• Sat
  • Dec 27, 2014
  • Updated: 12:47am
Column
PUBLISHED : Wednesday, 06 November, 2013, 7:40pm
UPDATED : Thursday, 07 November, 2013, 12:29am

Rent-seeking by journalists will dent Chinese media's credibility

Hu Shuli says given the key role they play in society, reporters must keep their conduct honest no matter how difficult the working environment

BIO

Hu Shuli is editor-in-chief of Caixin Media Company, editor-in-chief of the weekly magazine Century Weekly, executive editor-in-chief of the monthly journal China Reform and dean of the School of Communication and Design at Sun Yat-sen University. She founded CAIJING magazine, a business and finance review, in 1998.
 

The full facts of the dramatic arrest and subsequent confession of New Express reporter Chen Yongzhou are not yet known but there's no escaping the problem it revealed. The painful truth is that the case exposes the unforgivable practice of "rent-seeking" in Chinese journalism. Given the important role news media play in society, such corruption cannot be tolerated - even people who continue to speak up for Chen and the newspaper would agree with that.

Chen was arrested by Changsha police on October 18, and news of it emerged four days later. That night, New Express posted a message of support on its weibo feed, and ran front-page stories calling for his release two days in a row.

Given the paper's government connections and some comments by officials in Beijing, the arrest seemed at first to be a mistake. But the twist came three days later: Chen appeared on CCTV and admitted to taking bribes of more than 500,000 yuan (HK$632,000) to fabricate a series of stories targeting construction machinery company Zoomlion.

CCTV's reporting of the story was rightly criticised for being less than fair, and the manner of Chen's arrest and the investigation and prosecution also raised questions of collusion. Some valid concerns include: the questionable conduct of the Hunan police officers, who arrived in a Zoomlion car to arrest Chen; the apparent neglect of Chen's right to legal counsel; the vagueness of the charges of "damaging [a company's] commercial reputation" that have been slapped on him; the fact that he is so far the only person to be prosecuted even though the case clearly involved his employer.

The murky chain of relations that led to the arrest must be thoroughly probed.

Public trust is the media’s best defence. And it cannot be credible without fair reporting

At its heart, however, the allegation exposes the dark side of Chinese journalism. That someone should abuse his journalist's right to report should pain all of us who work in the industry. However, worse harm is being done to the credibility of the media, which plays a major role in every society's development. The onus is on us media professionals to exercise discipline and keep our conduct honest.

There's no freedom of speech without freedom of the press, and no social justice without the rule of law - both play a key role in a society in transition. As elsewhere, the media environment in China is rapidly changing due to the rise of the internet and new media.

But journalists in China, unlike in other countries, also have to deal with the pressure that comes from operating in a particular political environment. Perhaps because of this, it is doubly important for Chinese journalists to try to improve and protect the credibility of the media, for public trust is its most valuable asset and best defence. And the media cannot be credible without fair reporting.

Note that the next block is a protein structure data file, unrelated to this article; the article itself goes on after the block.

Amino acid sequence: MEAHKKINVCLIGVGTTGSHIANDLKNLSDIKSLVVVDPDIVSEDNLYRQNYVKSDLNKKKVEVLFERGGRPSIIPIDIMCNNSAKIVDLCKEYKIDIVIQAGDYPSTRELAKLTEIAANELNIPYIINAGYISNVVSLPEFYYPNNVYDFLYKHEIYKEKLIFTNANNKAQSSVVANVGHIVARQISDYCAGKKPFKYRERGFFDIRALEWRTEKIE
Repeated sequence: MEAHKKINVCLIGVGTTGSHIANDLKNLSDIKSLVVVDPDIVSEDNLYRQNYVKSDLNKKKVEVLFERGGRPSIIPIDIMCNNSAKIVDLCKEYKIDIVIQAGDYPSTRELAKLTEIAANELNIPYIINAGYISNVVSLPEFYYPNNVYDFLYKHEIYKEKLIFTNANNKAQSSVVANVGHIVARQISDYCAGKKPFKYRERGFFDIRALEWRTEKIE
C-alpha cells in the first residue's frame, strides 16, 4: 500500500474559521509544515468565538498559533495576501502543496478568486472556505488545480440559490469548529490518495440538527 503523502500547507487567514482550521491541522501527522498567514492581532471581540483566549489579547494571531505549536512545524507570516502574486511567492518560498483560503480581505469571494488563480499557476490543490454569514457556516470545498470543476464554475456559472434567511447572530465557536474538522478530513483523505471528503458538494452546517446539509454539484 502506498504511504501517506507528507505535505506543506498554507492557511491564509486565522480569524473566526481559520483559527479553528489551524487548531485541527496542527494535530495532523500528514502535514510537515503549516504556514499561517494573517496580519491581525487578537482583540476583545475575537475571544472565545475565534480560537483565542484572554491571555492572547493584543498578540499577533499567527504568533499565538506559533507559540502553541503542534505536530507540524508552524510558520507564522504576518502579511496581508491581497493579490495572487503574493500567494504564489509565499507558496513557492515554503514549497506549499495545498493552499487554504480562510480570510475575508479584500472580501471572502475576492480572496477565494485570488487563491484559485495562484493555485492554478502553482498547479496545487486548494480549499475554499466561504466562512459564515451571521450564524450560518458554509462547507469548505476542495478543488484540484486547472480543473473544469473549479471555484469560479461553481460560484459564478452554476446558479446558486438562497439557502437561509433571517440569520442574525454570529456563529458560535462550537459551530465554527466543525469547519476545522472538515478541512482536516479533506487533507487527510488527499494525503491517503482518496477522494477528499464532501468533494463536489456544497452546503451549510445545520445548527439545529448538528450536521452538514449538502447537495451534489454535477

Many media companies have been hit with lawsuits in recent years. Even those that upheld the professional standards of their business have not been immune from trouble. Yet we must insist on the bottom line of "no favouritism, no corruption, no self-interest, no groupthink". Without this, the media cannot be credible, and it cannot survive. All self-respecting journalists must adhere to this code of conduct.

If the allegations are true, Chen could not have acted alone. It's hard to imagine that an ordinary reporter could have filed more than 10 hard-hitting pieces targeting a single company without the support and help of the editors.

After the CCTV report, New Express issued a statement of apology and admitted it failed to fact-check his reports, but only gave the impression that there was more to the story than it was saying. Its U-turn embarrassed the profession, and its management are rightly taking responsibility for the fallout.

Chen's case should serve as a warning. Rent-seeking is not attributable to a misbehaving individual; it is an illness infecting the whole industry. Greed has no place in journalism. The problem is, in China's peculiar political and media environment, where media companies are government-linked, excessive interference and an absence of supervision co-exist, which makes it easier for people to succumb to temptation.

Thus, some media firms would smear companies that refuse to place ads with them, while others are happy to sell themselves as a public relations tool. Such practices are no secret within the industry; some even brag about them.

If allowed to fester, rent-seeking will stunt the healthy growth not just of China's media but its entire society.

Ultimately, the only way to root out rent-seeking is to ensure there is no room for such "price differentials". Chinese media is not given enough room for independent thinking, and there is no true competition to ensure the bad seeds are weeded out. Apart from the exercise of self-discipline, journalists need the rule of law, room for independence and adequate protection to thrive.

This article is provided by Caixin Media, and the Chinese version of it was first published in Century Weekly magazine. www.caixin.com

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